The critical role of postnatal environment in programming deficits and disease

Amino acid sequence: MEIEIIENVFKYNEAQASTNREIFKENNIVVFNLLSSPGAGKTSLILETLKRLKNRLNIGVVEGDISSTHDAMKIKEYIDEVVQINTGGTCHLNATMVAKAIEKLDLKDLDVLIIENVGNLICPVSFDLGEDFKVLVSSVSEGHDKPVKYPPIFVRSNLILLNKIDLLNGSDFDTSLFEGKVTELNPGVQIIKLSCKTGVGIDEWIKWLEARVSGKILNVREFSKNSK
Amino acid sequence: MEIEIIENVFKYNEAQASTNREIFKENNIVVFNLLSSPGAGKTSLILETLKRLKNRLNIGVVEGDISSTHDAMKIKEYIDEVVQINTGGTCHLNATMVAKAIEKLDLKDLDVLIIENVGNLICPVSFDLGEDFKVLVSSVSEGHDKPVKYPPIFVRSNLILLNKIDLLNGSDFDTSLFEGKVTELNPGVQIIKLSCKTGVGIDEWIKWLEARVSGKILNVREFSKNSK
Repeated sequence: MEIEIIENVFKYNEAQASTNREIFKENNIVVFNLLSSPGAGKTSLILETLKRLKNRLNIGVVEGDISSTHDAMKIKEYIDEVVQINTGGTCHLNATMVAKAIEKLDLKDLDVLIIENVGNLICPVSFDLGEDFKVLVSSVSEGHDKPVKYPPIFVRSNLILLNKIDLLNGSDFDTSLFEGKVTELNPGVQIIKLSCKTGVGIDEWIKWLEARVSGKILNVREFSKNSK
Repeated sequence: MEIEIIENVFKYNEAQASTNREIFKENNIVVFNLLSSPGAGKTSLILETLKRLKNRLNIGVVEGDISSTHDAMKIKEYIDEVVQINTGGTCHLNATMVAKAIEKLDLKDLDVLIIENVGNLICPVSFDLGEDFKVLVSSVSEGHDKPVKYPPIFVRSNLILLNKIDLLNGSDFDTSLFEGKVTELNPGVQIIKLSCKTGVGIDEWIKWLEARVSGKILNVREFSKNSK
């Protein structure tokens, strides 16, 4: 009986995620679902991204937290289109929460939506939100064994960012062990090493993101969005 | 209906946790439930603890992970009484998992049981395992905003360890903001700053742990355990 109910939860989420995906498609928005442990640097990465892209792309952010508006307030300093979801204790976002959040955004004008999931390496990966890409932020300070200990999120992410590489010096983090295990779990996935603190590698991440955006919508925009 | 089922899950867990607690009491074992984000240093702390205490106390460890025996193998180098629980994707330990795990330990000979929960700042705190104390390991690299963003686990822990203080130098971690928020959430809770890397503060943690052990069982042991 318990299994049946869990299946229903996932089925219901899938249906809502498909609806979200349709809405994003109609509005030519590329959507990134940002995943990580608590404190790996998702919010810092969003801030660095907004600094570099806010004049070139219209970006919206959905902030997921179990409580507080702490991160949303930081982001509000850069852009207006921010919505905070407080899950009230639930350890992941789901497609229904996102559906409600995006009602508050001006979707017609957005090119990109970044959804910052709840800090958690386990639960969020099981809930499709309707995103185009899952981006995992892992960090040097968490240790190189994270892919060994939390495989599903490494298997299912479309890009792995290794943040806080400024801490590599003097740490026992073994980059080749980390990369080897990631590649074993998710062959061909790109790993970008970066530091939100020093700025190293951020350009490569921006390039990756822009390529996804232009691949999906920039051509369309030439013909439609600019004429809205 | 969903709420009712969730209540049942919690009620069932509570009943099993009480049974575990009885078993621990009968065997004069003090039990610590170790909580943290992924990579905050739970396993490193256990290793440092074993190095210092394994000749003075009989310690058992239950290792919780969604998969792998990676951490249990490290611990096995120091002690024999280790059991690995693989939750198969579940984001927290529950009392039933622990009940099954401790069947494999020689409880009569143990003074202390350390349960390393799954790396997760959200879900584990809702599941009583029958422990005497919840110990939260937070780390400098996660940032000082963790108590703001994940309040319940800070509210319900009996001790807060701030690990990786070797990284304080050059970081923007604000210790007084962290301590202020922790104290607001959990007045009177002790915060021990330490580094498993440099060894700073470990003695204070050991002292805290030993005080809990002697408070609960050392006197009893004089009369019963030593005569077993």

Our research has characterised that growth-restricted pups have organ deficits and gender-specific adult cardiovascular, renal, metabolic, bone and behavioural dysfunction. We have identified important gender differences in the programming of disease as is observed in human populations. Cross-fostering allowed us to manipulate nutrition for a rat after birth by altering the quality and quantity of nutrition they consume after birth. Our innovative cross-fostering studies have proved, for the first time, that when these growth-restricted pups (compromised in utero environment) are cross-fostered on to Control mothers (normal nutritional environment) they restored structural deficits and regained normal function. Results have proved pivotal to changing programming research paradigms to now include the postnatal lactational environment.
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